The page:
Sora Park, PhD1, Sally Burford, PhD1, Leif Hanlen, PhD2, Paresh Dawda, MBBS/DRCOG3, Paul Dugdale, PhD/FAFPHM4, Christopher Nolan, MBBS/PhD5, John Burns, Adjunct Professor6
1News & Media Research Centre, University of Canberra, ACT, Australia; 2Data61, University of Canberra, Australian National University, ACT, Australia; 3Ochre Health Medical Centre, ACT, Australia; 4College of Medicine, Biology & Environment, Australian National University, ACT, Australia; 5College of Medicine, Biology & Environment, Australian National University, Canberra Hospital, ACT, Australia; 6University of Canberra, ACT, Australia
Corresponding Author: email@example.com
Journal MTM 5:2:24–32, 2016
Background: Ease of use, proximity to the user and various health maintenance applications enable mobile tablet devices to improve patient self-management. With mobile phones becoming prevalent, various mobile health (mHealth) programs have been devised, to improve patient care and strengthen healthcare systems.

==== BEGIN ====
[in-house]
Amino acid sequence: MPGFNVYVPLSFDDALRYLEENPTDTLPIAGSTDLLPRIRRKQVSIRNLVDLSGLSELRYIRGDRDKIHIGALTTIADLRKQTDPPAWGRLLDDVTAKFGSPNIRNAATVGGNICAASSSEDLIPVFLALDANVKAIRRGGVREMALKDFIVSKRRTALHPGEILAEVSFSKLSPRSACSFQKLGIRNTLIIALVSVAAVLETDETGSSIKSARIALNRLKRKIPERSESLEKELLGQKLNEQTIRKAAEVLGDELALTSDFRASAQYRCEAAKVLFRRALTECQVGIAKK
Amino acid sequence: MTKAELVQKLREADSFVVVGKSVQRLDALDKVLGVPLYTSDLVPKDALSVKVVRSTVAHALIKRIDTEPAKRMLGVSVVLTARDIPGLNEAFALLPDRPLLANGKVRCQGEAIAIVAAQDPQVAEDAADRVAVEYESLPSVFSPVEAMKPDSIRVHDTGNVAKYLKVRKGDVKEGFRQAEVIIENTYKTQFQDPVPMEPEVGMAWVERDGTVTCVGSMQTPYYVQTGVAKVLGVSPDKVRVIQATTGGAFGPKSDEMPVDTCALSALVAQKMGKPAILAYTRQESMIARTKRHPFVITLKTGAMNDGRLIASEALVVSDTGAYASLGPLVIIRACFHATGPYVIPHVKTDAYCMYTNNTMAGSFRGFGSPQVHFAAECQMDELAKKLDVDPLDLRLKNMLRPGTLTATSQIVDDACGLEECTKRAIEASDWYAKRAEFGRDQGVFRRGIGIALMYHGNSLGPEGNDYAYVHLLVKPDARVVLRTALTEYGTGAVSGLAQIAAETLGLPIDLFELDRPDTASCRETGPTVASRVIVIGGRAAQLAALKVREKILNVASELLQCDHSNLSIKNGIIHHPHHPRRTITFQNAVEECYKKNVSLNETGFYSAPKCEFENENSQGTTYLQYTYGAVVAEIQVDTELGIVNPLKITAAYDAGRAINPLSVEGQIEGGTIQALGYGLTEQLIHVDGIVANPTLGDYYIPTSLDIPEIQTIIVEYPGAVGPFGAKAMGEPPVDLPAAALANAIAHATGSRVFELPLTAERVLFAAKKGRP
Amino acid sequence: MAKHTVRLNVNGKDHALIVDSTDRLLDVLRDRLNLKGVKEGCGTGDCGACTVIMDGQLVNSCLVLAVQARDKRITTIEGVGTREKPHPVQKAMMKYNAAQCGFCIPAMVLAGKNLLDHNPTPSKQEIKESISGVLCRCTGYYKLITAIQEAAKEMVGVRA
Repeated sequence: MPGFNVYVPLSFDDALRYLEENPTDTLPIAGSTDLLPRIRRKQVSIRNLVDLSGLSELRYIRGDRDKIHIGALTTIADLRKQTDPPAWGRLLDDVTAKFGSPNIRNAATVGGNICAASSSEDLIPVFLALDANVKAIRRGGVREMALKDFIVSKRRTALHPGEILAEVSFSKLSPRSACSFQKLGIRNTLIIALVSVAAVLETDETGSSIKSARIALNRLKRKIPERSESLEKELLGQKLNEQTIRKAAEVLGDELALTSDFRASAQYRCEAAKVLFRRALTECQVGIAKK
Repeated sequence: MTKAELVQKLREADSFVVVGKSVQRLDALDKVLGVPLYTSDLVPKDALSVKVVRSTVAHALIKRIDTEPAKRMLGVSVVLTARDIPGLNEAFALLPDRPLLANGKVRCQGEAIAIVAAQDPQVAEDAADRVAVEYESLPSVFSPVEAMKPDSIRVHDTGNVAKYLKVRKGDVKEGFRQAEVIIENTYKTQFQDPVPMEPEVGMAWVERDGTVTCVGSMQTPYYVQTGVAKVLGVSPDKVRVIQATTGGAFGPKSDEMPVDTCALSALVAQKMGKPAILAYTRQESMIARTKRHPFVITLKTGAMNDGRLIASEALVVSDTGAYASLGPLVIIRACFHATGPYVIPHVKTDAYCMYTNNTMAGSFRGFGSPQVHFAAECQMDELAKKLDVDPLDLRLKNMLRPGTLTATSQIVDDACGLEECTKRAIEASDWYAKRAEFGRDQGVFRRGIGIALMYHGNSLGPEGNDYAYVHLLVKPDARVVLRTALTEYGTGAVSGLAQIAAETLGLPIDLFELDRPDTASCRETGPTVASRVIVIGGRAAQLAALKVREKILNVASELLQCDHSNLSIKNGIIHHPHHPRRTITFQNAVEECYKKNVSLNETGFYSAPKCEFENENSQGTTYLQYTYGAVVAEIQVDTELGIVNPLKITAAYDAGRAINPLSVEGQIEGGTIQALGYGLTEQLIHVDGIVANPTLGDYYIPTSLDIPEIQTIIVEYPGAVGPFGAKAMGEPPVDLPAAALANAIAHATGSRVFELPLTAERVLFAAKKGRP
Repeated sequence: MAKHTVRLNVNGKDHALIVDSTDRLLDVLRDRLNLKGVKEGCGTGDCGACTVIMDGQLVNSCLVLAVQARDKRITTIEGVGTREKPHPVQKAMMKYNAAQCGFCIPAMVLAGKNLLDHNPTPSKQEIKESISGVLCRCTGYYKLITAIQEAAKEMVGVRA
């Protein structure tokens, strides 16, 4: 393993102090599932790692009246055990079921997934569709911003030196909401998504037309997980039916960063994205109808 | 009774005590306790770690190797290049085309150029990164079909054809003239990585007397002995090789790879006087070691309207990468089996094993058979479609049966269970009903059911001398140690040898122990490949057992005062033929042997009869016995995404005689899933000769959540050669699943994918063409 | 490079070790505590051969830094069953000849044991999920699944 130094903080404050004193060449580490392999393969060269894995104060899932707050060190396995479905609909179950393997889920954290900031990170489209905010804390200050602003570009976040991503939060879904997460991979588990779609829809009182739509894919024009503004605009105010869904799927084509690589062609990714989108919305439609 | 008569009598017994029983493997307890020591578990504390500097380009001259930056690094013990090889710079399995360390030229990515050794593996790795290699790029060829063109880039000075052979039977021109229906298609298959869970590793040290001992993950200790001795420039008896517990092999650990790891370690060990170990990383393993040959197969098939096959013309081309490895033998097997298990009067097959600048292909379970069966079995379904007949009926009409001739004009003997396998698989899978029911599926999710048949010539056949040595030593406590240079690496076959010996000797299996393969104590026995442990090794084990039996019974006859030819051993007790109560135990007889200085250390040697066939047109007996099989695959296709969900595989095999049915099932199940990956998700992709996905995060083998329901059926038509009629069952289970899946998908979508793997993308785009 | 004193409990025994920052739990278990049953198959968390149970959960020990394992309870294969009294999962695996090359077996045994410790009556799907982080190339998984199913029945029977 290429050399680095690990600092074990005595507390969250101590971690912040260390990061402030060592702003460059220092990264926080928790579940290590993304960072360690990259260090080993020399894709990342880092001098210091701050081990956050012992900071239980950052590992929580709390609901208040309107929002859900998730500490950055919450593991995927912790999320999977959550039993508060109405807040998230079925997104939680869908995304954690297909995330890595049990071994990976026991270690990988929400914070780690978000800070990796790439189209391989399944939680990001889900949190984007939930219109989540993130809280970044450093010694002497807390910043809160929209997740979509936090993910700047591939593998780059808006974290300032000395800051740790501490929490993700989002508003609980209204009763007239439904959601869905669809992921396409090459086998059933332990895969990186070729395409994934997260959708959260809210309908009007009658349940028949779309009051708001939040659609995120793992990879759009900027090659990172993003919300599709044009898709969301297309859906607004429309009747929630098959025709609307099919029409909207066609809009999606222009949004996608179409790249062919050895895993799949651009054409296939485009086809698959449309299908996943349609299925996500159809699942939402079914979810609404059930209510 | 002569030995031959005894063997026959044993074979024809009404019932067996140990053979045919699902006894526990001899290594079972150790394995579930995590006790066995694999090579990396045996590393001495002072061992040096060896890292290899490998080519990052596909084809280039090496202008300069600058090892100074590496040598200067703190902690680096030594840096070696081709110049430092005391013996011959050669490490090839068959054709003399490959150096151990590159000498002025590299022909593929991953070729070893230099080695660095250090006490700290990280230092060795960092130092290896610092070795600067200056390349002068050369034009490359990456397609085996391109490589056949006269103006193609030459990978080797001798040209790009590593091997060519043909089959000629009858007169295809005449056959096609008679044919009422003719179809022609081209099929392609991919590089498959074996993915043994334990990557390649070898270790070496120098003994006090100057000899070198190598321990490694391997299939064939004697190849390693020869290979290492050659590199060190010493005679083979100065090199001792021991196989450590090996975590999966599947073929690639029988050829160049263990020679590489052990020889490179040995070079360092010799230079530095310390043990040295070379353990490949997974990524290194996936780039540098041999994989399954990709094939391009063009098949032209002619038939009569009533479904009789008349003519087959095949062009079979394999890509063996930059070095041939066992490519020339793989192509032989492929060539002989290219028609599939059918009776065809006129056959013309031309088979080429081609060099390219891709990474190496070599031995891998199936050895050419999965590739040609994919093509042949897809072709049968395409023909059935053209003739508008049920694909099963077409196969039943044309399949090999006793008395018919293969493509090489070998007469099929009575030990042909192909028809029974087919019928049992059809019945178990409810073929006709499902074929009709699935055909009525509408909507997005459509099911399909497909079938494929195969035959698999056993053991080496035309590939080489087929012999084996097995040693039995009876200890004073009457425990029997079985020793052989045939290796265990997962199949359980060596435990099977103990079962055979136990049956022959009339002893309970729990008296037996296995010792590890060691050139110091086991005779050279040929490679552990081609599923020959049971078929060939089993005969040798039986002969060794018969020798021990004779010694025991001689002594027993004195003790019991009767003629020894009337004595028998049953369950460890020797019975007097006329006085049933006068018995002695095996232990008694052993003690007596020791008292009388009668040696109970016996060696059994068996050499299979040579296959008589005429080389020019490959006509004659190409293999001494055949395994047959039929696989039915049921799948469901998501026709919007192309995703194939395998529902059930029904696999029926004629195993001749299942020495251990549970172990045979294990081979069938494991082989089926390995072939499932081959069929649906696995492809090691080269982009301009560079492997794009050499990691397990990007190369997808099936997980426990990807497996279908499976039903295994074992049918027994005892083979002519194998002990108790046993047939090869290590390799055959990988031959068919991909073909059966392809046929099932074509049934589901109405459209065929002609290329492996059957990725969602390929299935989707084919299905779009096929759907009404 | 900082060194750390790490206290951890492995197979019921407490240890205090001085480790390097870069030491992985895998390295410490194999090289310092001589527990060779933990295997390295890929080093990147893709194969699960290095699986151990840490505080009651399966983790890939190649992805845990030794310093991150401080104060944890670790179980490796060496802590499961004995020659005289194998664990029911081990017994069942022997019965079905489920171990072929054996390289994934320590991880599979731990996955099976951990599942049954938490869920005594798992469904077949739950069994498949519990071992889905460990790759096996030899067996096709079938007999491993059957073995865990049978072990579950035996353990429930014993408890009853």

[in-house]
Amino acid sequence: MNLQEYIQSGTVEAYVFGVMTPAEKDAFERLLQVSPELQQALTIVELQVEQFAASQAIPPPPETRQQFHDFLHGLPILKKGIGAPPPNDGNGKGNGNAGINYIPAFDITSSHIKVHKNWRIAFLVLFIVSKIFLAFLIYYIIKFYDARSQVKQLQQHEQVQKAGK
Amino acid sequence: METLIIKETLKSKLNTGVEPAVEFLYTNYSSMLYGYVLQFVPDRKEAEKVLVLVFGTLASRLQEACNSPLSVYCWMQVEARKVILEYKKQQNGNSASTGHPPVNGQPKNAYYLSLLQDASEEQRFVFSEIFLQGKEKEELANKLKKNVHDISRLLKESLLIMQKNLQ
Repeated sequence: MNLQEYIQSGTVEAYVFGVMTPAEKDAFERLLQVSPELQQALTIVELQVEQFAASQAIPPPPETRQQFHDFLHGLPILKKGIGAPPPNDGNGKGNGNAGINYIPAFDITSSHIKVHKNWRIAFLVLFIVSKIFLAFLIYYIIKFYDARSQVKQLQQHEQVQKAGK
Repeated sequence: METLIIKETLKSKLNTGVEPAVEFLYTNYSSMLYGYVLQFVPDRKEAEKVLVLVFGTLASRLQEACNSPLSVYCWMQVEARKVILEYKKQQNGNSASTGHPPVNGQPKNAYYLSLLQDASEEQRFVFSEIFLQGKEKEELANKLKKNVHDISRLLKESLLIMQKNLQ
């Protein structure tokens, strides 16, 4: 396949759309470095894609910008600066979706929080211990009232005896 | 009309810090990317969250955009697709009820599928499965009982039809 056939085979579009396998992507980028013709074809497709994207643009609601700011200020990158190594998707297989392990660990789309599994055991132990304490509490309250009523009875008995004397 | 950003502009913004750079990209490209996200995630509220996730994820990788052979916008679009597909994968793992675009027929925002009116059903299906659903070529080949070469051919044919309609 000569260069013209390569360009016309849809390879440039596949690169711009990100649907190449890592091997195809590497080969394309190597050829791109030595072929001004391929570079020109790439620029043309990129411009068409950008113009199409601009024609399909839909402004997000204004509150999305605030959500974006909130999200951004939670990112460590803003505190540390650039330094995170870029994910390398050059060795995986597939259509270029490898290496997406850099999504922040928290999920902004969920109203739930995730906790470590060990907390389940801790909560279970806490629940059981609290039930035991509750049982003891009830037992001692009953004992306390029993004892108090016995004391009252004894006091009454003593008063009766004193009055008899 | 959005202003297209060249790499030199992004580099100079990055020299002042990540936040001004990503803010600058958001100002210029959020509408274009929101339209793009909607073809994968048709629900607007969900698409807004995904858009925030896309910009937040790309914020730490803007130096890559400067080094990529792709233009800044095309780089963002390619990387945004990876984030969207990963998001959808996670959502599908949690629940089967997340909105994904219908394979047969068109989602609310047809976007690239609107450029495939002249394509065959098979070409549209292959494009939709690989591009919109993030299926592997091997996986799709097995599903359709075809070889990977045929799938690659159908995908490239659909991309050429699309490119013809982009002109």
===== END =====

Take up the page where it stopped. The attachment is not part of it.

Aims: This study explored how mHealth programs can be developed for type 2 diabetes patients through a co-design participatory workshop between practitioners and researchers. The aim was to design a mHealth pilot program from the input.
Methods: A co-design workshop was conducted with 15 participants, including general practitioners, specialists, nurses and a multidisciplinary research team. Participants generated 31 statements in response to a trigger question and engaged in a structured discussion. Thematic cluster analysis was conducted on the statements and discussions.
Results: Through the analysis, patients’ self-management and health system integration emerged as the main topics. Further analysis revealed that there were two distinct areas of patient self-management; ‘compelled’ and ‘empowered’.
Conclusion: With the results, a loose-knit mHealth pilot program was developed wherein patients with various levels of conditions and digital skills could be incorporated. In order to encourage sustainable changes, practitioners proposed that mobile devices must be situated in the patients’ everyday settings and that digital training should be provided.